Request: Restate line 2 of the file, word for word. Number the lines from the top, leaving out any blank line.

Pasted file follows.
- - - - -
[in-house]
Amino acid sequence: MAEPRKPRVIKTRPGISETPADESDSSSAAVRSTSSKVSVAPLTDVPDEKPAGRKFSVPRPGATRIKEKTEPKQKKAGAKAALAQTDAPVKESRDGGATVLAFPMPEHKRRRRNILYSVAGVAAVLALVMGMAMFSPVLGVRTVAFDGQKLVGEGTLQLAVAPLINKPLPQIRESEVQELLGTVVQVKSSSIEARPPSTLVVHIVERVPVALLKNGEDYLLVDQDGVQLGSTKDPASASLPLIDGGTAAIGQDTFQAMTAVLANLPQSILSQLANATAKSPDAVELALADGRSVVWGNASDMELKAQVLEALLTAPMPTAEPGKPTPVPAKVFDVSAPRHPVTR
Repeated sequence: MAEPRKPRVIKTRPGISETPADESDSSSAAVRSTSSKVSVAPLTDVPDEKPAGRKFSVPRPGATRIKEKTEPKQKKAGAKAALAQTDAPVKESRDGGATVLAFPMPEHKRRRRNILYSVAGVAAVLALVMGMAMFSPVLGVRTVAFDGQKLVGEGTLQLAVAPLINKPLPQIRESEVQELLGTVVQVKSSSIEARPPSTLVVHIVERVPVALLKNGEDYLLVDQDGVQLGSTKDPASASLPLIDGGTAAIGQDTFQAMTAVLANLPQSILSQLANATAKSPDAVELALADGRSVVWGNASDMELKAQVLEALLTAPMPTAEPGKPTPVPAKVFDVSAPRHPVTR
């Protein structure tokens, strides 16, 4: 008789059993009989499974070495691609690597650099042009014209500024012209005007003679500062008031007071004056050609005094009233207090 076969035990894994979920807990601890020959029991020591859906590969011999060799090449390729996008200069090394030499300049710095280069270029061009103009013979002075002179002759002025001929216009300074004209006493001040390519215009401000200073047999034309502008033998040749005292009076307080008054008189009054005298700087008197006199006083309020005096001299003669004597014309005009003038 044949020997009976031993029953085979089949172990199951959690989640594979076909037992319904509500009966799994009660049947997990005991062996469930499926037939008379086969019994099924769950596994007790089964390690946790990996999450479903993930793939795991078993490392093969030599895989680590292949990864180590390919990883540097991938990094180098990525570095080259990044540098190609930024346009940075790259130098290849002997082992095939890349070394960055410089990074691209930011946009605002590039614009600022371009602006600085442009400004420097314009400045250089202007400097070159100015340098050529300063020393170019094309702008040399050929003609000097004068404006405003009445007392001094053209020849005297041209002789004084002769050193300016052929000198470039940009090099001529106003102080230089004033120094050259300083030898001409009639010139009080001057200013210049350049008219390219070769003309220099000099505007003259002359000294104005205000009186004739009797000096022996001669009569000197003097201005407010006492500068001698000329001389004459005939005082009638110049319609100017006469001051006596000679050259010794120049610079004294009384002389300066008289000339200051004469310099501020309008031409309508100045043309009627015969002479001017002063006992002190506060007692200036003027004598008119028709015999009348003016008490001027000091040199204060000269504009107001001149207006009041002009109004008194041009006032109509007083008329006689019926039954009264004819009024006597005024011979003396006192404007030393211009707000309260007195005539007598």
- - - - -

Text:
Amino acid sequence: MAEPRKPRVIKTRPGISETPADESDSSSAAVRSTSSKVSVAPLTDVPDEKPAGRKFSVPRPGATRIKEKTEPKQKKAGAKAALAQTDAPVKESRDGGATVLAFPMPEHKRRRRNILYSVAGVAAVLALVMGMAMFSPVLGVRTVAFDGQKLVGEGTLQLAVAPLINKPLPQIRESEVQELLGTVVQVKSSSIEARPPSTLVVHIVERVPVALLKNGEDYLLVDQDGVQLGSTKDPASASLPLIDGGTAAIGQDTFQAMTAVLANLPQSILSQLANATAKSPDAVELALADGRSVVWGNASDMELKAQVLEALLTAPMPTAEPGKPTPVPAKVFDVSAPRHPVTR